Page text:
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Bible Commentaries

Sutcliffe's Commentary on the Old and New Testaments

1 Samuel 19

 

 

Verses 1-24

1 Samuel 19:11. Saul sent messengers—to slay him. The Vulgate, lictors, executioners. They could not approach the bed of a princess till the morning.

1 Samuel 19:13. Michal took an image, a statue, or a bust, and put it in the bed. Though the Hebrew be teraphim, it cannot be understood of any image used for devotion. David never lifted up his hand to an idol.

1 Samuel 19:19. Naioth; that is, the house of doctrine. From this name, it is apparent, that Samuel had established here a little college or school of the prophets; and in this he aimed at the good of his country. It was a school under divine influences; a school in which the young men became prepared to go about the country to pray and prophesy; it was a school which commanded great respect from the nation, having Samuel for the father of the prophets. And how can the sanctuary be honoured, unless the preachers have the spirit of prophesy, the spirit which seizes all that hear them preach? And how can they support their honour, unless they are acquainted with languages, and the elements of knowledge? Assuredly, pious young men so called are worthy of all the aids that science can give to man. See 2 Kings 1:45.

REFLECTIONS.

In Jonathan we have a pattern of true friendship, pure and noble, the same towards David in adversity as in prosperity; friendship which nearly cost Jonathan his life, to save the life of his friend and brother. He argued forcibly, for grief is eloquent, that a man who had put his life in his hand should not have it taken away.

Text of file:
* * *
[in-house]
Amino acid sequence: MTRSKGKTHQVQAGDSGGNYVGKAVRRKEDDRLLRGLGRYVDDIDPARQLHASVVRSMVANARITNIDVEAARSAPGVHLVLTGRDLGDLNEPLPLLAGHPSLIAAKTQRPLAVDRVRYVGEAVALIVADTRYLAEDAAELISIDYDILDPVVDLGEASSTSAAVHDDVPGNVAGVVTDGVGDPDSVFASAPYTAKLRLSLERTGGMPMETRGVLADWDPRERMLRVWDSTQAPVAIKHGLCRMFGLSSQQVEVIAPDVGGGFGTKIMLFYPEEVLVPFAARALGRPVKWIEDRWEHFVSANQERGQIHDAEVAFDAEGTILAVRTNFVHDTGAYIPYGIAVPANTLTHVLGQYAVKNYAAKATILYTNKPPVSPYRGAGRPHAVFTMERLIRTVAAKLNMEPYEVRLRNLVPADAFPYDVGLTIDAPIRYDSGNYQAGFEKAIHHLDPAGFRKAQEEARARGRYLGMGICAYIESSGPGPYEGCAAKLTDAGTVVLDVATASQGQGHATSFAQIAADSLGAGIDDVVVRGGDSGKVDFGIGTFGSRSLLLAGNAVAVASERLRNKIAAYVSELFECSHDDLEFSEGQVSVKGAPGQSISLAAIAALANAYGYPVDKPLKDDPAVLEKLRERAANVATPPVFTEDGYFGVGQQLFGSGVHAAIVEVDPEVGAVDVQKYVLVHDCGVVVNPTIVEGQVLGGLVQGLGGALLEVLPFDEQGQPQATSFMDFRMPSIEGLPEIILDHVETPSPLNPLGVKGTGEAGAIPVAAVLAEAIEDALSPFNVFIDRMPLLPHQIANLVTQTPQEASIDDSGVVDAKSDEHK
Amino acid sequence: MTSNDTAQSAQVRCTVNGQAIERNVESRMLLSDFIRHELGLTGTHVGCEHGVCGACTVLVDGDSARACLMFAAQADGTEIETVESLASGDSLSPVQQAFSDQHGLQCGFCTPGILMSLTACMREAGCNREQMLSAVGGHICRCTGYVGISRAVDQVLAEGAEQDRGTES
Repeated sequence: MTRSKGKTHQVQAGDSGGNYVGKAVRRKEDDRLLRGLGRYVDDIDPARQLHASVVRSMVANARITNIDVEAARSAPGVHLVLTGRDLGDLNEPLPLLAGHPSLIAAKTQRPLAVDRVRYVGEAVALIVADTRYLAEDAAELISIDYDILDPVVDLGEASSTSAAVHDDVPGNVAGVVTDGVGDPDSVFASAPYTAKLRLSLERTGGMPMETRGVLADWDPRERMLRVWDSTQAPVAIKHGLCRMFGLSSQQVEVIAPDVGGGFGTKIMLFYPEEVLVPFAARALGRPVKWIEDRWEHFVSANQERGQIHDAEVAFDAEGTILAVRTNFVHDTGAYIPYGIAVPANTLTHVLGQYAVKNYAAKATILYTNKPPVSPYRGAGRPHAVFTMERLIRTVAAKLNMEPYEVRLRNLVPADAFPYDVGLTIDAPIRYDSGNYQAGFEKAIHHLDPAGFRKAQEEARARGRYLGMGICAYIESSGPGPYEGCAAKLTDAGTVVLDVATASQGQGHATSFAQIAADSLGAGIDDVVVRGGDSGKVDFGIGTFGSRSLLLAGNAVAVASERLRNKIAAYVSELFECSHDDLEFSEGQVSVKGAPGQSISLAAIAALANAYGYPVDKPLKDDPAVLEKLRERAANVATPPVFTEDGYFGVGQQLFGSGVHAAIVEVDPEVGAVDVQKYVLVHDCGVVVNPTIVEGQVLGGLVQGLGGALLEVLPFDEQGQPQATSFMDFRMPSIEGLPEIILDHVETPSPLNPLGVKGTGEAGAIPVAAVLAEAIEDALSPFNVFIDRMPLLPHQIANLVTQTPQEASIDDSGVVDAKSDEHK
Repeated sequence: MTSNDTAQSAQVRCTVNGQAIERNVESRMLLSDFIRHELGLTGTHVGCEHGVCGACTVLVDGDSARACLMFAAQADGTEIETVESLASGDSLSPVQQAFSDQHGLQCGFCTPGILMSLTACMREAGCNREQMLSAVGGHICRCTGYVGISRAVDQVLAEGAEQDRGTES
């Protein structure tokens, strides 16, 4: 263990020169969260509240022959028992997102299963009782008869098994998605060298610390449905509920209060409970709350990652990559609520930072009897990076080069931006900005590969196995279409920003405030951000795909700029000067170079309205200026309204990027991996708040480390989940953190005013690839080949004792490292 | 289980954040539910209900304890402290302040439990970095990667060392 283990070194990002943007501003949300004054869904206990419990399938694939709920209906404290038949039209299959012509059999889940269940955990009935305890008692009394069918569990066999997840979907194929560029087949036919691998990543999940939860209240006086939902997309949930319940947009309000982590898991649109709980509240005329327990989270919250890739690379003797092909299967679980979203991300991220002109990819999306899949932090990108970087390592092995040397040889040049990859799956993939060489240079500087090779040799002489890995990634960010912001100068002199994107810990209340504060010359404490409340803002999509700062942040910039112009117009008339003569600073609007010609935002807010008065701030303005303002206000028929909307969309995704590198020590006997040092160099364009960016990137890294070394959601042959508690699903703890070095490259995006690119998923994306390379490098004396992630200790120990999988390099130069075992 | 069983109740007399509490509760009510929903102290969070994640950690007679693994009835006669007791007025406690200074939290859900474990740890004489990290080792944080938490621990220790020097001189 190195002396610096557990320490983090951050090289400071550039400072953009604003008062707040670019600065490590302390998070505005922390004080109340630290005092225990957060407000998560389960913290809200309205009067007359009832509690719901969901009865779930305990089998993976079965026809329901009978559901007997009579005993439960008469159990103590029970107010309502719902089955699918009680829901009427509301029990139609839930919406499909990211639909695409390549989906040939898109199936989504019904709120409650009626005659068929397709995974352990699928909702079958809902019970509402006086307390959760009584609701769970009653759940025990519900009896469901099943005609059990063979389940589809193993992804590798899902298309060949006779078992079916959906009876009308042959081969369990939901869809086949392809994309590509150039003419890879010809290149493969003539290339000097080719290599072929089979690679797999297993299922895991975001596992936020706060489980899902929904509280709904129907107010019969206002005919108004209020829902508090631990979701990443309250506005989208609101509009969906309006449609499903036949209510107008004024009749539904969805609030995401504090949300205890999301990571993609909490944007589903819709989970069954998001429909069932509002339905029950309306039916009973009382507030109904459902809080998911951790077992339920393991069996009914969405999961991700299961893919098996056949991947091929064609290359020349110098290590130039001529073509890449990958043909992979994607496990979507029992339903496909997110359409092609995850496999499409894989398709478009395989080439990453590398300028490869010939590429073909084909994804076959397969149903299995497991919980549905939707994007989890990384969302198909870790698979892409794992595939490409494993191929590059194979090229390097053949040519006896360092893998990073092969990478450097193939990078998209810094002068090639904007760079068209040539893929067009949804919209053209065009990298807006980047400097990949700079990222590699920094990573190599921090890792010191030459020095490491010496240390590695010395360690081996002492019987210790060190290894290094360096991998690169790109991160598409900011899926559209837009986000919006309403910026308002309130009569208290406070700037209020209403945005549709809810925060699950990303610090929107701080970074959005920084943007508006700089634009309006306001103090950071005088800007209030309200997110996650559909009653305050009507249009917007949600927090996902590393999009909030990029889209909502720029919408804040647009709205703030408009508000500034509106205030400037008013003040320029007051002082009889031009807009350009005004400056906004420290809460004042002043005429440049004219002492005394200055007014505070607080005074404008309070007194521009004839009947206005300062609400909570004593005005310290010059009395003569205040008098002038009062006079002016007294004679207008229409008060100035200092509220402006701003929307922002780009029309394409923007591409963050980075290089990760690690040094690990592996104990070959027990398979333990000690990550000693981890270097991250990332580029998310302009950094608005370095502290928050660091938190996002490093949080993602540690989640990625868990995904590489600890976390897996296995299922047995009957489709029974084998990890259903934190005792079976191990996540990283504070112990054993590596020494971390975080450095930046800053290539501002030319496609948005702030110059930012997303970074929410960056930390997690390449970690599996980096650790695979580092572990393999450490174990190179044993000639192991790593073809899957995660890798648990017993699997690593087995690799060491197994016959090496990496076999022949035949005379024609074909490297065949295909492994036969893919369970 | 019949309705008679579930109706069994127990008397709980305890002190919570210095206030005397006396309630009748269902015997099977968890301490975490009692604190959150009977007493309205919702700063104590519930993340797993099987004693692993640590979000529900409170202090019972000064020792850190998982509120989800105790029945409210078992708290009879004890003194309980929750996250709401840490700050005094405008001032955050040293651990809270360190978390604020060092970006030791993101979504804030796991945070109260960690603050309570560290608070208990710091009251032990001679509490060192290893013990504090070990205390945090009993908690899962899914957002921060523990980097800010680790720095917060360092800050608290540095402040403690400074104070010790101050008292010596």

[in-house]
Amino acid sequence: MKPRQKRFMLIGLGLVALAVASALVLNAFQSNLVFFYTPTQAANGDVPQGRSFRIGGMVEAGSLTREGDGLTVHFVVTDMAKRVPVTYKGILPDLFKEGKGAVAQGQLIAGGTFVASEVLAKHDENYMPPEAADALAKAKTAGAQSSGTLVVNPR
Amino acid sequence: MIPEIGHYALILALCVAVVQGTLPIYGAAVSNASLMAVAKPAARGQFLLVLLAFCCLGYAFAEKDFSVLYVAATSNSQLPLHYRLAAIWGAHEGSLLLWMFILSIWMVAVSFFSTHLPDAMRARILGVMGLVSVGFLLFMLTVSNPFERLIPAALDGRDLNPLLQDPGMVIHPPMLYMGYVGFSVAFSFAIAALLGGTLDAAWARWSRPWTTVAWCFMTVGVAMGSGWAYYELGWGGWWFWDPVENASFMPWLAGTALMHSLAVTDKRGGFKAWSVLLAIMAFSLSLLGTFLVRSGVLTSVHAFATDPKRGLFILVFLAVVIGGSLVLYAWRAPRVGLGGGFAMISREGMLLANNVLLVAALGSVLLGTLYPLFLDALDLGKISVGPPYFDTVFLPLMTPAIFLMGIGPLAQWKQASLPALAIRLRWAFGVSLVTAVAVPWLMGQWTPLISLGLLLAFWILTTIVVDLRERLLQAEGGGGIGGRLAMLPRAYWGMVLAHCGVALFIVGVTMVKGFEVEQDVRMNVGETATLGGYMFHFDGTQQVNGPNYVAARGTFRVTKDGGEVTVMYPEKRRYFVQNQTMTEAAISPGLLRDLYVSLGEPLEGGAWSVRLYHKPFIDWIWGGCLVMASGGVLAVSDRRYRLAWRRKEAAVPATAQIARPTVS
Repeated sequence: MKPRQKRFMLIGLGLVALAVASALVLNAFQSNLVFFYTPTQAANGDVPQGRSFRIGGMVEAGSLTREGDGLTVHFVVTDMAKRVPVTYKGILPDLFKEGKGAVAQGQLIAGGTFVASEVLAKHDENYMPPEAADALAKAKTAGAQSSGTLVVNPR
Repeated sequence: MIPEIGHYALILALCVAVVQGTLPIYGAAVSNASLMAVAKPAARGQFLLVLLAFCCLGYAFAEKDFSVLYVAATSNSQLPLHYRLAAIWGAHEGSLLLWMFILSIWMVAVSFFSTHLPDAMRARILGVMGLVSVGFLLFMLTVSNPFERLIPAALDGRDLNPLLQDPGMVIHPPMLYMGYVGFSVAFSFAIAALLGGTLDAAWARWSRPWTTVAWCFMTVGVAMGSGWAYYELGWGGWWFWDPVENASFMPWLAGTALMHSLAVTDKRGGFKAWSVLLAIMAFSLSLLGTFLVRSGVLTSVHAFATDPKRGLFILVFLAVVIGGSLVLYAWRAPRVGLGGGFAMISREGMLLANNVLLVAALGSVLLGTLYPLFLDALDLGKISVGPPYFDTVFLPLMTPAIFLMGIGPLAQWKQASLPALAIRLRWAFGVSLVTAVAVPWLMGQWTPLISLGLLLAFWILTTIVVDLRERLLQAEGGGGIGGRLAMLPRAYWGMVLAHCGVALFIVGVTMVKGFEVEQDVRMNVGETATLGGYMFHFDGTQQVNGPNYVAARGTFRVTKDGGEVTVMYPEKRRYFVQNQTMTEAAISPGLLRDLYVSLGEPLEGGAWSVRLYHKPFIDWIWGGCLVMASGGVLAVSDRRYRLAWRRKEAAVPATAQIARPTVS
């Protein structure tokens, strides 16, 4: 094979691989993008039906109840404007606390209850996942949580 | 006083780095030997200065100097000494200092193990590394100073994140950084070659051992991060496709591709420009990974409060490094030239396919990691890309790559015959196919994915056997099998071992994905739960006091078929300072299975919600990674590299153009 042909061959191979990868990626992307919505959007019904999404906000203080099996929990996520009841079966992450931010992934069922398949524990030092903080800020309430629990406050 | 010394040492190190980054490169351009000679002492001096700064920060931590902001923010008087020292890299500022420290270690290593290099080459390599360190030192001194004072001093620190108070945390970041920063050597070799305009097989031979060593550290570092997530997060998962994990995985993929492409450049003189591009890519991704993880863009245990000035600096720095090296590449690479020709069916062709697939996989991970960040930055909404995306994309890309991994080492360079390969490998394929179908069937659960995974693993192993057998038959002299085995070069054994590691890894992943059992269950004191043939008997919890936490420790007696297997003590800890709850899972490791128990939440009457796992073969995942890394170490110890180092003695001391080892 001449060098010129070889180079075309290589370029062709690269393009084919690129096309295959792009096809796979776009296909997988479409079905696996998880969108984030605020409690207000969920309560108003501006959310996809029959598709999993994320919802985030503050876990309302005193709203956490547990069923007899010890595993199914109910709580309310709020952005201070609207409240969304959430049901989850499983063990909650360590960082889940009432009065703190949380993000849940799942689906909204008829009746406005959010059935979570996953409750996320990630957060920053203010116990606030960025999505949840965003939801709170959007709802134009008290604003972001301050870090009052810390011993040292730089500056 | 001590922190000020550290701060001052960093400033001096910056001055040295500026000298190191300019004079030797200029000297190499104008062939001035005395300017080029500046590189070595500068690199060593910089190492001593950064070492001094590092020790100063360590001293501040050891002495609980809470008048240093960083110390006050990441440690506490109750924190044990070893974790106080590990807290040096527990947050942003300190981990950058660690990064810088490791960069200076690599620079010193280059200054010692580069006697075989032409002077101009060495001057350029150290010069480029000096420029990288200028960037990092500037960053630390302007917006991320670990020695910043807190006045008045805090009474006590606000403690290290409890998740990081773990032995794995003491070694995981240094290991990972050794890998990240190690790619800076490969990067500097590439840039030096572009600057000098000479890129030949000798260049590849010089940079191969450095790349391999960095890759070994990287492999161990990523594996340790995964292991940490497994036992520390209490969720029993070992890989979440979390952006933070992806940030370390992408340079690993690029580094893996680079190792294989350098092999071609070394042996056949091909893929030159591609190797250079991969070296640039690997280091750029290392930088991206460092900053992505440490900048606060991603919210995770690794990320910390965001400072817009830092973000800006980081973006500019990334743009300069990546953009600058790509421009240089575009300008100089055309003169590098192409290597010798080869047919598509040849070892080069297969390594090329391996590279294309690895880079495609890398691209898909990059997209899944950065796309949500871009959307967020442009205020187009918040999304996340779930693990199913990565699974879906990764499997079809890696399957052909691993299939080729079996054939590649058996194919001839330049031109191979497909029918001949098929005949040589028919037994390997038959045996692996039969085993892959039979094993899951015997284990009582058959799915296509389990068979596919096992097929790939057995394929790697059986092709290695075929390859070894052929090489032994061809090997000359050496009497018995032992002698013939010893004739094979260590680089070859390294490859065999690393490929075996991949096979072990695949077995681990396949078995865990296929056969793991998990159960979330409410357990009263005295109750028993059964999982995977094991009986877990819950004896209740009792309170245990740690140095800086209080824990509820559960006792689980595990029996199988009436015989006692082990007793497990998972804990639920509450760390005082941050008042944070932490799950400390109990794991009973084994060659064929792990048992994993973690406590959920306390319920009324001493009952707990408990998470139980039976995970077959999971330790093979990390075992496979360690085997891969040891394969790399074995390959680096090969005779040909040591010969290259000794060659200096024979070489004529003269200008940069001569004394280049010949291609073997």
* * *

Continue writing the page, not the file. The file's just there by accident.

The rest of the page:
The errors of Saul in seeking, under these circumstances, to kill David, though we may make proper allowances for the evil influence under which he fell, place his character in the darkest shades, and number him with those foul and black souls which never calculate on the consequences of crime to assuage a wicked passion.

In Michal we see a woman doing all that she could, and doing it with success, to save the life of her husband. How preferable is that to swooning, fainting, and howling in the crisis of danger. The sublime passion of high female duty should take the lead of all the softer passions of the heart.

David fled to Samuel for counsel, comfort, and prayer. Here is a model for us to carry our troubles to a throne of grace, and to seek the advice and succour of the church of God.

We must next notice the power of religion on the mind. Samuel drew all these lictors in succession, and Saul himself to prayer, to psalmody and devotion. This was a masterly stroke, prompted by the Spirit of God, to engage all those persons in the exercises of devotion, as the best preservation from shedding innocent blood. Let the troubled and the persecuted be comforted. Who is he that shall harm you, if ye are followers of that which is good? Jesus can still force the lictors to say, “Never man spake like this man.”

 


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Bibliography Information
Sutcliffe, Joseph. "Commentary on 1 Samuel 19:4". Sutcliffe's Commentary on the Old and New Testaments. http://odl.studylight.org/commentaries/jsc/1-samuel-19.html. 1835.

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